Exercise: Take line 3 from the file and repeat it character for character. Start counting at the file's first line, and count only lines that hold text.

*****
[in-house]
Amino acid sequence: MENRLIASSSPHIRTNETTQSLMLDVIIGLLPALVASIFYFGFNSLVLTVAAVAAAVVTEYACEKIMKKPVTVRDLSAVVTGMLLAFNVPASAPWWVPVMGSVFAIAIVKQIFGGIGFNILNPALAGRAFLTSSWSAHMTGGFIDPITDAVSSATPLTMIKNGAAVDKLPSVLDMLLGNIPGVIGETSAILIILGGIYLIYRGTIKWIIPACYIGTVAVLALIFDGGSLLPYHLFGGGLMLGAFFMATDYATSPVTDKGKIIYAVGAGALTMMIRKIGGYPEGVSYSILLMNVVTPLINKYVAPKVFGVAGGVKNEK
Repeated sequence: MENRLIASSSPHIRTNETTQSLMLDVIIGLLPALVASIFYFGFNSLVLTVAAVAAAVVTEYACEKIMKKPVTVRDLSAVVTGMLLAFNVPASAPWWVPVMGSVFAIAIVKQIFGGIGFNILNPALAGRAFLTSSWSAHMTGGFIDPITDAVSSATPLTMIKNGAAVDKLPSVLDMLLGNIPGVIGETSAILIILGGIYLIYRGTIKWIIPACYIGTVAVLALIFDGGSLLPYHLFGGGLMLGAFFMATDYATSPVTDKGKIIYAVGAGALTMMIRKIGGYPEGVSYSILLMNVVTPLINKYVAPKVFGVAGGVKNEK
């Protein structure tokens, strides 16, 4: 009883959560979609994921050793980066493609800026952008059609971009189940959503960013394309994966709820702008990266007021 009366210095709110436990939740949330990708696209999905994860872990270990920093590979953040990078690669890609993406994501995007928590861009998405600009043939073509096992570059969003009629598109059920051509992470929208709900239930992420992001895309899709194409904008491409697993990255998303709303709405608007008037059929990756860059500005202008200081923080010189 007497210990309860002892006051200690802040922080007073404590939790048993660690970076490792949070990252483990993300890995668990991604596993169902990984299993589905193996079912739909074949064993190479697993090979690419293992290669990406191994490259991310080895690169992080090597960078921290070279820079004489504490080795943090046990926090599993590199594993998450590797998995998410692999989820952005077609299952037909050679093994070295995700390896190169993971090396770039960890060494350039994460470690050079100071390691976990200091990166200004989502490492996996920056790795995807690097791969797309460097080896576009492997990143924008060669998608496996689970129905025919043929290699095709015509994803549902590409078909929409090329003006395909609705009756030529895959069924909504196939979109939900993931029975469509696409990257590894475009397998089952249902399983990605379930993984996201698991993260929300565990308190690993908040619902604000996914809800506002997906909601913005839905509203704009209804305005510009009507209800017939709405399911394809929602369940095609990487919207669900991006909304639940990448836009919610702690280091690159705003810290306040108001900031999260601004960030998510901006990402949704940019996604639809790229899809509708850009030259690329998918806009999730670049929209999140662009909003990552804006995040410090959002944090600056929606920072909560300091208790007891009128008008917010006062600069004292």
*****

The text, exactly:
Repeated sequence: MENRLIASSSPHIRTNETTQSLMLDVIIGLLPALVASIFYFGFNSLVLTVAAVAAAVVTEYACEKIMKKPVTVRDLSAVVTGMLLAFNVPASAPWWVPVMGSVFAIAIVKQIFGGIGFNILNPALAGRAFLTSSWSAHMTGGFIDPITDAVSSATPLTMIKNGAAVDKLPSVLDMLLGNIPGVIGETSAILIILGGIYLIYRGTIKWIIPACYIGTVAVLALIFDGGSLLPYHLFGGGLMLGAFFMATDYATSPVTDKGKIIYAVGAGALTMMIRKIGGYPEGVSYSILLMNVVTPLINKYVAPKVFGVAGGVKNEK